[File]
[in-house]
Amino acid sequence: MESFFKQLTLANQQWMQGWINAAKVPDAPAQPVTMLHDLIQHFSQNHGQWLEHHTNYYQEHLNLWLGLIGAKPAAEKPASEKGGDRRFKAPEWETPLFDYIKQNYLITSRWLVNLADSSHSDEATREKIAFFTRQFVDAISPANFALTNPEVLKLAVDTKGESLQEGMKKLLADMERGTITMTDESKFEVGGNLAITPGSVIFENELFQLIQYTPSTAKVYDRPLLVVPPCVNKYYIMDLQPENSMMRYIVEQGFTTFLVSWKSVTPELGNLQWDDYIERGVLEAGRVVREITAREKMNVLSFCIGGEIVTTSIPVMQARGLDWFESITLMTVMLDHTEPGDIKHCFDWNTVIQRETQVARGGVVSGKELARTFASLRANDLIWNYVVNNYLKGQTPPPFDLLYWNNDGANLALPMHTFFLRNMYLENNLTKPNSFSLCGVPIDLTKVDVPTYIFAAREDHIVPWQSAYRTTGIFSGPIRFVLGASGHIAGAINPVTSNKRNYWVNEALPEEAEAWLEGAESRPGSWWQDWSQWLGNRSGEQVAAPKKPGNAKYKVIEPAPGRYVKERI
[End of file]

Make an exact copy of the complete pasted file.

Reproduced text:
[in-house]
Amino acid sequence: MESFFKQLTLANQQWMQGWINAAKVPDAPAQPVTMLHDLIQHFSQNHGQWLEHHTNYYQEHLNLWLGLIGAKPAAEKPASEKGGDRRFKAPEWETPLFDYIKQNYLITSRWLVNLADSSHSDEATREKIAFFTRQFVDAISPANFALTNPEVLKLAVDTKGESLQEGMKKLLADMERGTITMTDESKFEVGGNLAITPGSVIFENELFQLIQYTPSTAKVYDRPLLVVPPCVNKYYIMDLQPENSMMRYIVEQGFTTFLVSWKSVTPELGNLQWDDYIERGVLEAGRVVREITAREKMNVLSFCIGGEIVTTSIPVMQARGLDWFESITLMTVMLDHTEPGDIKHCFDWNTVIQRETQVARGGVVSGKELARTFASLRANDLIWNYVVNNYLKGQTPPPFDLLYWNNDGANLALPMHTFFLRNMYLENNLTKPNSFSLCGVPIDLTKVDVPTYIFAAREDHIVPWQSAYRTTGIFSGPIRFVLGASGHIAGAINPVTSNKRNYWVNEALPEEAEAWLEGAESRPGSWWQDWSQWLGNRSGEQVAAPKKPGNAKYKVIEPAPGRYVKERI